Hard-won battles for new UW Athletic Hall of Fame inductee
Tamara Flarup enjoyed a 40-year career in communications at UW Athletics and a front row seat for the rise of women's sports.
There are likely many good stories among the dozen individuals in the 2021 class of inductees into the University of Wisconsin Athletic Hall of Fame, announced last week. Few, if any, will top the greeting Tamara J. Flarup received upon landing in Madison in summer 1977 as the first ever full-time director of women’s sports information for UW Athletics.
Call it, “When Tam Met Glenn.”
The setting was the bar at Namio’s, a popular restaurant on South Park Street that at the time hosted the luncheon meetings of the Madison Pen and Mike Club, a sports media ensemble whose members were rarely averse to a second drink at lunch.
Flarup, who is being inducted — the ceremony is in September — for her distinguished 40-year career in sports information and website services, waited until the meeting was over to introduce herself to Glenn Miller, the sports editor of the Wisconsin State Journal. She found him in the bar.
Flarup likely mentioned how she looked forward to their working together and how excited she was in her new her job promoting the Badger women athletes. What she best remembers is Miller’s response.
“He told me right up front there would never be any women’s sports news in his sports pages,” Flarup says.
Welcome to Madison.
The sports editor wasn’t being wholly truthful. Women’s sports had received some grudging coverage in the State Journal and would continue to up until Miller’s retirement in 1984. And, in fairness, Miller was hardly alone in his willful disregard for women’s athletics among his counterparts in the male sports establishment.
“I don’t want to seem like I’m whining because there were so many battles,” Flarup says. “But there were so many battles!”
Flarup was an athlete herself, a golfer. Growing up in Iowa, there was no girls team at her high school, but she and a friend were good enough players that they talked a gym teacher into creating one. Flarup played four years of varsity golf and competed in state tournaments. She kept playing while attending Iowa State University, where she had a double major in journalism and physical education.
Flarup considered a teaching career, but instead landed a full-time job in women’s sports information — rare at the time — at the University of Kansas. Her annual salary: $6,000.
After a year or so, Flarup heard that UW–Madison was looking for a full-time women’s sports information director.
When I interviewed Flarup for my forthcoming book about Kit Saunders-Nordeen, who was named UW’s first director of women’s athletics in 1974, Flarup recalled their 1977 meeting: “At the time, Kit lived on Lake Kegonsa. We did my interview in a canoe going across the lake to a friend’s house where there was a barbecue taking place. I was in the front of the canoe. Kit was in the back. It was the funniest interview I’d ever done.”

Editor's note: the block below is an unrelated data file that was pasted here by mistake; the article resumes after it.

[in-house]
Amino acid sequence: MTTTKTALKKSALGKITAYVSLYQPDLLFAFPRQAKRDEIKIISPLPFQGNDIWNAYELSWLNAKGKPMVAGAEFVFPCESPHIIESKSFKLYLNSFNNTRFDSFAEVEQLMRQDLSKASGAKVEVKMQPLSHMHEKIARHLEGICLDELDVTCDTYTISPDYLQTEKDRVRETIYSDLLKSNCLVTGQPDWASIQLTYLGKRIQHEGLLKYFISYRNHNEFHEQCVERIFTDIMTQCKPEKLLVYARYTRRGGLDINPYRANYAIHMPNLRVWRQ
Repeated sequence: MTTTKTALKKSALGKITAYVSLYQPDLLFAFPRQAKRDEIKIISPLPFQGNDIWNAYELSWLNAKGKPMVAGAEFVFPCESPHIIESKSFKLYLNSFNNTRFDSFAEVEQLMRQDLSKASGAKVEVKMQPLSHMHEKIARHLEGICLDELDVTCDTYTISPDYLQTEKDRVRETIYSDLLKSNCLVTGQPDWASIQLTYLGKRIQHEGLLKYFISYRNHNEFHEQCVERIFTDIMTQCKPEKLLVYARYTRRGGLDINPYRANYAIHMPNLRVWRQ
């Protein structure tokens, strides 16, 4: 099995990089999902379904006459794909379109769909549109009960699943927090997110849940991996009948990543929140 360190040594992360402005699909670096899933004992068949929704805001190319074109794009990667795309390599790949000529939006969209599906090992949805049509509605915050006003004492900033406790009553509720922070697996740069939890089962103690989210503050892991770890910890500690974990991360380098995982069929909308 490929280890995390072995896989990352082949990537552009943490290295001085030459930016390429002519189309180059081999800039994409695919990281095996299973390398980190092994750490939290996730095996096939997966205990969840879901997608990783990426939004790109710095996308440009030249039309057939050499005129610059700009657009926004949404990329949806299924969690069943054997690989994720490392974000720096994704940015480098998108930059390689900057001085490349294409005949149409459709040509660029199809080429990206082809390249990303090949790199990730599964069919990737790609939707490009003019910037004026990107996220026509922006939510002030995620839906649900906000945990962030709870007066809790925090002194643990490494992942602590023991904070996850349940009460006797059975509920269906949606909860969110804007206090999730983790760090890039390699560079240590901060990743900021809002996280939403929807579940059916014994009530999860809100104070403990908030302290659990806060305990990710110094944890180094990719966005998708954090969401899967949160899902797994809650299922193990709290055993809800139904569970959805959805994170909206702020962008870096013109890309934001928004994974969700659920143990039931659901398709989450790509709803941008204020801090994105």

But they clicked, and, together with another recent addition to the department, Paula Bonner, fought the good fight in those early years, building a successful program.
Among the highlights: A 1982 run to the elite eight of the Association for Intercollegiate Athletics for Women, or AIAW, national basketball tournament. The Badgers beat Colorado, 60-59, in the round of 16, then traveled to Austin to face the powerhouse University of Texas. Flarup was part of a boisterous Badger contingent that made the trip.
“Nobody expected us to get that far,” Flarup says. The Longhorns won, 72-61. “They had the smallest post player in the nation. She was like five-feet-nine. But she could jump out of the gym.”
Two years later, the AIAW had folded — and the Badger women won their first NCAA championship, in cross-country.
If there was one event — one night — that completed the ascendance of UW women’s athletics, it was Nov. 30, 1990, when the Badgers hosted Illinois in a first-round NCAA volleyball tournament match. Flarup sat in the upper deck of the Field House with the recently retired Kit Saunders, and they watched, thrilled, as 10,935 fans packed the arena. The two women had tears in their eyes. “We always knew,” Flarup told me, “that this would happen for women’s sports at Wisconsin.” They thought it would be basketball, not volleyball. Two years later, women’s basketball did fill the Field House, when the Badgers hosted an NCAA regional.
Flarup ended her career at UW athletics with a 15-year run as director of website services. “I liked the challenge and the creativity,” she says, and there was plenty of both. There were seven separate website redesigns during her tenure; the last one delayed her retirement a year, until August 2016.
These days the best place to find Flarup is the golf course. “I am in four leagues all starting this week!” she emailed me in May, when I was bothering her to confirm something for my book. More recently, I asked Flarup if she ever dreamed in those tough early years that she might end up in the UW Athletic Hall of Fame.
Her answer: “Everything was so new. I felt a lot of energy from Kit. I could see she was a visionary. I wanted to go along with her as long as I possibly could. A Hall of Fame career for myself? No. But I knew a great opportunity was here. I knew that.”
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